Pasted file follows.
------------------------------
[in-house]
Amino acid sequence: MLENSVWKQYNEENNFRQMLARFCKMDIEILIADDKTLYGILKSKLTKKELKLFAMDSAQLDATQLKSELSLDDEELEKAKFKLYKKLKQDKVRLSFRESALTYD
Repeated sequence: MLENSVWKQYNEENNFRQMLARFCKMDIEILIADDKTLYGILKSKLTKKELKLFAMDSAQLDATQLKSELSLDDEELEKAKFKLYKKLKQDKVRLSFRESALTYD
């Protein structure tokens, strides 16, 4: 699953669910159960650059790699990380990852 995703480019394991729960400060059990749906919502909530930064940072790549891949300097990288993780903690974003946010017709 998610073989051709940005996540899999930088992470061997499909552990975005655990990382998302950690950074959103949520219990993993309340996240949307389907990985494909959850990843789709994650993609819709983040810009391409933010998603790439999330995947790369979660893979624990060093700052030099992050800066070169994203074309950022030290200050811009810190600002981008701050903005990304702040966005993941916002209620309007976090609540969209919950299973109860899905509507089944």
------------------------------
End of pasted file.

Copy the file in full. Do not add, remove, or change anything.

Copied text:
[in-house]
Amino acid sequence: MLENSVWKQYNEENNFRQMLARFCKMDIEILIADDKTLYGILKSKLTKKELKLFAMDSAQLDATQLKSELSLDDEELEKAKFKLYKKLKQDKVRLSFRESALTYD
Repeated sequence: MLENSVWKQYNEENNFRQMLARFCKMDIEILIADDKTLYGILKSKLTKKELKLFAMDSAQLDATQLKSELSLDDEELEKAKFKLYKKLKQDKVRLSFRESALTYD
């Protein structure tokens, strides 16, 4: 699953669910159960650059790699990380990852 995703480019394991729960400060059990749906919502909530930064940072790549891949300097990288993780903690974003946010017709 998610073989051709940005996540899999930088992470061997499909552990975005655990990382998302950690950074959103949520219990993993309340996240949307389907990985494909959850990843789709994650993609819709983040810009391409933010998603790439999330995947790369979660893979624990060093700052030099992050800066070169994203074309950022030290200050811009810190600002981008701050903005990304702040966005993941916002209620309007976090609540969209919950299973109860899905509507089944």